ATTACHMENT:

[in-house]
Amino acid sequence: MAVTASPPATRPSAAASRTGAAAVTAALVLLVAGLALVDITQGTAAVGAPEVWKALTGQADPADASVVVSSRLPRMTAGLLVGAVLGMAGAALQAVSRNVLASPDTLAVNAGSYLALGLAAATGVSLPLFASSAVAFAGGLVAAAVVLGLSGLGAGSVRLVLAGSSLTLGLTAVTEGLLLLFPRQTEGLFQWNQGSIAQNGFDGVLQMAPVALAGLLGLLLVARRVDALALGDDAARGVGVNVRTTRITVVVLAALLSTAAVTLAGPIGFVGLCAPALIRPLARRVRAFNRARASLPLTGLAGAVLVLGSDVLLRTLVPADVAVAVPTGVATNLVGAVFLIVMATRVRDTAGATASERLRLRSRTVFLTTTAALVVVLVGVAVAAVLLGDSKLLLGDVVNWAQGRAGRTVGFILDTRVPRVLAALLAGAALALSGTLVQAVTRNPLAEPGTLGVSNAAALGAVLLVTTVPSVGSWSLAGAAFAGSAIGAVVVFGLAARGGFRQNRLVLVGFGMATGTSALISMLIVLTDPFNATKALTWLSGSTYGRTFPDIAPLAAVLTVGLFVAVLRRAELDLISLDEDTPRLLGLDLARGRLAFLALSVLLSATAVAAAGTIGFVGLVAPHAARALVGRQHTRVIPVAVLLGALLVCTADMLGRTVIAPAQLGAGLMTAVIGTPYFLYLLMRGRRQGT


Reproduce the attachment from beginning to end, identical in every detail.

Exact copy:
[in-house]
Amino acid sequence: MAVTASPPATRPSAAASRTGAAAVTAALVLLVAGLALVDITQGTAAVGAPEVWKALTGQADPADASVVVSSRLPRMTAGLLVGAVLGMAGAALQAVSRNVLASPDTLAVNAGSYLALGLAAATGVSLPLFASSAVAFAGGLVAAAVVLGLSGLGAGSVRLVLAGSSLTLGLTAVTEGLLLLFPRQTEGLFQWNQGSIAQNGFDGVLQMAPVALAGLLGLLLVARRVDALALGDDAARGVGVNVRTTRITVVVLAALLSTAAVTLAGPIGFVGLCAPALIRPLARRVRAFNRARASLPLTGLAGAVLVLGSDVLLRTLVPADVAVAVPTGVATNLVGAVFLIVMATRVRDTAGATASERLRLRSRTVFLTTTAALVVVLVGVAVAAVLLGDSKLLLGDVVNWAQGRAGRTVGFILDTRVPRVLAALLAGAALALSGTLVQAVTRNPLAEPGTLGVSNAAALGAVLLVTTVPSVGSWSLAGAAFAGSAIGAVVVFGLAARGGFRQNRLVLVGFGMATGTSALISMLIVLTDPFNATKALTWLSGSTYGRTFPDIAPLAAVLTVGLFVAVLRRAELDLISLDEDTPRLLGLDLARGRLAFLALSVLLSATAVAAAGTIGFVGLVAPHAARALVGRQHTRVIPVAVLLGALLVCTADMLGRTVIAPAQLGAGLMTAVIGTPYFLYLLMRGRRQGT